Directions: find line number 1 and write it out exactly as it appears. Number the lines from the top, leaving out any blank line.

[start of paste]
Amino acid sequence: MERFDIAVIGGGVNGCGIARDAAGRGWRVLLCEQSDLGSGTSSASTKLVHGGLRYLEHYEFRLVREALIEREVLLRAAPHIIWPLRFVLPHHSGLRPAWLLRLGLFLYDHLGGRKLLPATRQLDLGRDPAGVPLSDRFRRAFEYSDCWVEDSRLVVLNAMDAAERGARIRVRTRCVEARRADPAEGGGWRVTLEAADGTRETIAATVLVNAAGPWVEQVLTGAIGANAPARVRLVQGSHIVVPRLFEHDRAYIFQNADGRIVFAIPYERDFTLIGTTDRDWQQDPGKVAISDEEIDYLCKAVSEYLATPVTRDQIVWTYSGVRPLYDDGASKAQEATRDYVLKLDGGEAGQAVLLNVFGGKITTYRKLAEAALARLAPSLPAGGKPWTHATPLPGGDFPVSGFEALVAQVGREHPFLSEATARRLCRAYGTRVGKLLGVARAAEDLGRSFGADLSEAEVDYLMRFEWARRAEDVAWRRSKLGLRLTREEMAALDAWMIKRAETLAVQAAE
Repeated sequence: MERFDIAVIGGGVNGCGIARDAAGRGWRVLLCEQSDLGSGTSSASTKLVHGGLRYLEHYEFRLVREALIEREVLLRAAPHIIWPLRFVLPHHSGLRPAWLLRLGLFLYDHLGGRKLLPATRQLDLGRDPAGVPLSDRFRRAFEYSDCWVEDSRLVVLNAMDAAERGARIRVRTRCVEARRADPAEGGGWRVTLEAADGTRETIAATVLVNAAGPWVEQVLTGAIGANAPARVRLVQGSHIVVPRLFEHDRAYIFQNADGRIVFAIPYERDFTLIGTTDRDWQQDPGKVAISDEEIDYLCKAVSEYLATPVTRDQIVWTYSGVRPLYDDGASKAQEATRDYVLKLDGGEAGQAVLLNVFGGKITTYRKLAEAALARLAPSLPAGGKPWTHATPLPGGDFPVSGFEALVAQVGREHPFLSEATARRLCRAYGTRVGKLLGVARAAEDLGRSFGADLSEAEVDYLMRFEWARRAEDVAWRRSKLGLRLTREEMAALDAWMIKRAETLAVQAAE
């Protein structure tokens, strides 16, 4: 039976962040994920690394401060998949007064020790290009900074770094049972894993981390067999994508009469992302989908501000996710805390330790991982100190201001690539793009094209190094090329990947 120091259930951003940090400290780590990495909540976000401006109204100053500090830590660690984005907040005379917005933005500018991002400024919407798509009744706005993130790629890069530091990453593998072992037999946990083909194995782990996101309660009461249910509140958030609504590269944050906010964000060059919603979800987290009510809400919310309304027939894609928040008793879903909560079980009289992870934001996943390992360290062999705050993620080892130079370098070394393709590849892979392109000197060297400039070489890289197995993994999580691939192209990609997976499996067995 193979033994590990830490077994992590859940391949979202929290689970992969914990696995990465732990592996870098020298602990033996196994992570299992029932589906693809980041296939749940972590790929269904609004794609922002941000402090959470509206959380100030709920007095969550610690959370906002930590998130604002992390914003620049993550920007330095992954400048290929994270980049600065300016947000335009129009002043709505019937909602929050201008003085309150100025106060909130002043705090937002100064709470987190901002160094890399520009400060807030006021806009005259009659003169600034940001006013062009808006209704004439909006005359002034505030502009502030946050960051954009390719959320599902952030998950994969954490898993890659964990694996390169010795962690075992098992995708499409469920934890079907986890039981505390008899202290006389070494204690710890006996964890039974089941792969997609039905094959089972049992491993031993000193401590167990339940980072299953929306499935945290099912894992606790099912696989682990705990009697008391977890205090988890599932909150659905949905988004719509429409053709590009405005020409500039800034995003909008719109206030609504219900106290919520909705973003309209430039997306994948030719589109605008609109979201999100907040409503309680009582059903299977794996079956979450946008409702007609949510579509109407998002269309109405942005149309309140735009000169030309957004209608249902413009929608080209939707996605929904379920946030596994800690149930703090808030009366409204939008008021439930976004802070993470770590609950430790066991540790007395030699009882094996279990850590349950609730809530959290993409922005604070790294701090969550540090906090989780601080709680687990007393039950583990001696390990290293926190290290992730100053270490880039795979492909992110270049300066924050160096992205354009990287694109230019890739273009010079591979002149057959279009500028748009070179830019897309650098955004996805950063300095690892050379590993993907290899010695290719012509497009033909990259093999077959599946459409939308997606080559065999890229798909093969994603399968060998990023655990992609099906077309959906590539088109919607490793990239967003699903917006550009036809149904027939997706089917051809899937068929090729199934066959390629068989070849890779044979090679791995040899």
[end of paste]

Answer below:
Amino acid sequence: MERFDIAVIGGGVNGCGIARDAAGRGWRVLLCEQSDLGSGTSSASTKLVHGGLRYLEHYEFRLVREALIEREVLLRAAPHIIWPLRFVLPHHSGLRPAWLLRLGLFLYDHLGGRKLLPATRQLDLGRDPAGVPLSDRFRRAFEYSDCWVEDSRLVVLNAMDAAERGARIRVRTRCVEARRADPAEGGGWRVTLEAADGTRETIAATVLVNAAGPWVEQVLTGAIGANAPARVRLVQGSHIVVPRLFEHDRAYIFQNADGRIVFAIPYERDFTLIGTTDRDWQQDPGKVAISDEEIDYLCKAVSEYLATPVTRDQIVWTYSGVRPLYDDGASKAQEATRDYVLKLDGGEAGQAVLLNVFGGKITTYRKLAEAALARLAPSLPAGGKPWTHATPLPGGDFPVSGFEALVAQVGREHPFLSEATARRLCRAYGTRVGKLLGVARAAEDLGRSFGADLSEAEVDYLMRFEWARRAEDVAWRRSKLGLRLTREEMAALDAWMIKRAETLAVQAAE